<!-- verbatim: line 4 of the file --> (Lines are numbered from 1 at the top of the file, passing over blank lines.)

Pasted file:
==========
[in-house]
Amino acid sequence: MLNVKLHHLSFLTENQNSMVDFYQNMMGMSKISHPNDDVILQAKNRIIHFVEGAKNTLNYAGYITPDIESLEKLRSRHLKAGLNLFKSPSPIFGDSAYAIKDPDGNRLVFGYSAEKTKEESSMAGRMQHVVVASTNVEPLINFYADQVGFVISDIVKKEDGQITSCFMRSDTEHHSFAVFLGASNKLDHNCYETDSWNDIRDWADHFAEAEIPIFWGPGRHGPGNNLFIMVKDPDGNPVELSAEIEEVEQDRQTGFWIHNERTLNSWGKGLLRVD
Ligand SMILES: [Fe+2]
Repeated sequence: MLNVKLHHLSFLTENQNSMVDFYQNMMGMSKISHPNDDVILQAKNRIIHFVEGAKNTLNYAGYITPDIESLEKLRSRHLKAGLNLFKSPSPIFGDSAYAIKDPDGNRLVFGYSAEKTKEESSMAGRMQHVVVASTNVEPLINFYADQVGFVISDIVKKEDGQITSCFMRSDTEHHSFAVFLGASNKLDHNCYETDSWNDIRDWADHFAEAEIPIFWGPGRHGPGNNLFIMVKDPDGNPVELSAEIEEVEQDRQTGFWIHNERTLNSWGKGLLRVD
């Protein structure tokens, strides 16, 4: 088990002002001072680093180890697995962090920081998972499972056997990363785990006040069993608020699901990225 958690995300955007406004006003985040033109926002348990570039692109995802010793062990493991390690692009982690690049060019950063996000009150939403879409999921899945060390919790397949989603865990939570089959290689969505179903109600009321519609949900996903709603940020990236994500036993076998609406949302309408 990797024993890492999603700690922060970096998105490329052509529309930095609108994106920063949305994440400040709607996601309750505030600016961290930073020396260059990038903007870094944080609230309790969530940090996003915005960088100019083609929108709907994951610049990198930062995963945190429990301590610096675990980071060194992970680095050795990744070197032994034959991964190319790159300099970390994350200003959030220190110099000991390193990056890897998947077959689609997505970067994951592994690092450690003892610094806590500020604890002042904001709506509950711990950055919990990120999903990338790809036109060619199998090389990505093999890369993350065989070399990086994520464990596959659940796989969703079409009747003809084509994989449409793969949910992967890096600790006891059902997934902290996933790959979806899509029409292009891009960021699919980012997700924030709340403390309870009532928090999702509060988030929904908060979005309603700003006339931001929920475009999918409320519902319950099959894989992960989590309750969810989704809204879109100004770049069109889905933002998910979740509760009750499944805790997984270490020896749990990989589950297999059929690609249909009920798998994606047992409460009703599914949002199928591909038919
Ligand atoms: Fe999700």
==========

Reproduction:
Repeated sequence: MLNVKLHHLSFLTENQNSMVDFYQNMMGMSKISHPNDDVILQAKNRIIHFVEGAKNTLNYAGYITPDIESLEKLRSRHLKAGLNLFKSPSPIFGDSAYAIKDPDGNRLVFGYSAEKTKEESSMAGRMQHVVVASTNVEPLINFYADQVGFVISDIVKKEDGQITSCFMRSDTEHHSFAVFLGASNKLDHNCYETDSWNDIRDWADHFAEAEIPIFWGPGRHGPGNNLFIMVKDPDGNPVELSAEIEEVEQDRQTGFWIHNERTLNSWGKGLLRVD